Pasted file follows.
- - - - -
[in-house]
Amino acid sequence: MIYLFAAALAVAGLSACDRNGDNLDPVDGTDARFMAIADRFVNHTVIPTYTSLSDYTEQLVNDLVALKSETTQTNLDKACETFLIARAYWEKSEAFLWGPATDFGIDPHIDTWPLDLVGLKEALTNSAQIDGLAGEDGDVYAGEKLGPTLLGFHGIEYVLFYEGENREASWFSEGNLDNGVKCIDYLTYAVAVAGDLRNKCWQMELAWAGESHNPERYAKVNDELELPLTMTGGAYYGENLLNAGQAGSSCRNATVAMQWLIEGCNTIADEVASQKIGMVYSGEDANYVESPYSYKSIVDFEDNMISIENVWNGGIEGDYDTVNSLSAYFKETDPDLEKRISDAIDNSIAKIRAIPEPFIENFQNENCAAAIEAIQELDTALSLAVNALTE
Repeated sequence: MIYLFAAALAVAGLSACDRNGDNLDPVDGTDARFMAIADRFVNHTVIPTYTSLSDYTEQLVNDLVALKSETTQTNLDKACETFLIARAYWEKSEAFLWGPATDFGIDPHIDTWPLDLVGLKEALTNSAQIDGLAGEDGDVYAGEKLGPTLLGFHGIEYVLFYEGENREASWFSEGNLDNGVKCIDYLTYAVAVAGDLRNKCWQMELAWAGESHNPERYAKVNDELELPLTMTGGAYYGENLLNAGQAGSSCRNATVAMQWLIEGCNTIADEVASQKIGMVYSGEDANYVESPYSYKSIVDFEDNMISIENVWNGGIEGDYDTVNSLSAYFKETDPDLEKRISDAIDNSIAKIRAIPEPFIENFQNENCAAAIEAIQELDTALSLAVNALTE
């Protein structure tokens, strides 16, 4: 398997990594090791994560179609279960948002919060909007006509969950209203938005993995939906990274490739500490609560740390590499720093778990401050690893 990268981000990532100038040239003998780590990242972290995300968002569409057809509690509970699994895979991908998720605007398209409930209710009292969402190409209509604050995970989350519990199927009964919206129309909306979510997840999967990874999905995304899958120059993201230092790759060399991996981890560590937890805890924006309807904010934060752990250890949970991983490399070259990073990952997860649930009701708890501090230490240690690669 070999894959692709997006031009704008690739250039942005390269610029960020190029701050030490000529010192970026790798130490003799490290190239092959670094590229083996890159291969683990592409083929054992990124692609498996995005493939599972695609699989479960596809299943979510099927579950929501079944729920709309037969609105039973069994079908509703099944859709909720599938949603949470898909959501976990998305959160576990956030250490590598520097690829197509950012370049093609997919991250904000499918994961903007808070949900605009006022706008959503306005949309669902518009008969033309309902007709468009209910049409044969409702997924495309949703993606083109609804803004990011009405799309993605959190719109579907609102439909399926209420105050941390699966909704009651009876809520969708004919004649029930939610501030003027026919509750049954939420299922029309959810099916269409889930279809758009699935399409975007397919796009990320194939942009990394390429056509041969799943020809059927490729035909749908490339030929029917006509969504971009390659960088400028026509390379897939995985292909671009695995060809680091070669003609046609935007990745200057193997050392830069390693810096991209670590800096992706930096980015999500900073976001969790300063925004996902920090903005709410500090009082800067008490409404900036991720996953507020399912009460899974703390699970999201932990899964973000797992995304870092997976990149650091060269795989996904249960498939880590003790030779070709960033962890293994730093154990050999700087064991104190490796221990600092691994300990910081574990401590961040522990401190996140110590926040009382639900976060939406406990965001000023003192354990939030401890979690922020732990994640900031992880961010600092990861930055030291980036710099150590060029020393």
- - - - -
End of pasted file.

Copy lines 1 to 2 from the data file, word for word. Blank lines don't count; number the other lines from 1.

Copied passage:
[in-house]
Amino acid sequence: MIYLFAAALAVAGLSACDRNGDNLDPVDGTDARFMAIADRFVNHTVIPTYTSLSDYTEQLVNDLVALKSETTQTNLDKACETFLIARAYWEKSEAFLWGPATDFGIDPHIDTWPLDLVGLKEALTNSAQIDGLAGEDGDVYAGEKLGPTLLGFHGIEYVLFYEGENREASWFSEGNLDNGVKCIDYLTYAVAVAGDLRNKCWQMELAWAGESHNPERYAKVNDELELPLTMTGGAYYGENLLNAGQAGSSCRNATVAMQWLIEGCNTIADEVASQKIGMVYSGEDANYVESPYSYKSIVDFEDNMISIENVWNGGIEGDYDTVNSLSAYFKETDPDLEKRISDAIDNSIAKIRAIPEPFIENFQNENCAAAIEAIQELDTALSLAVNALTE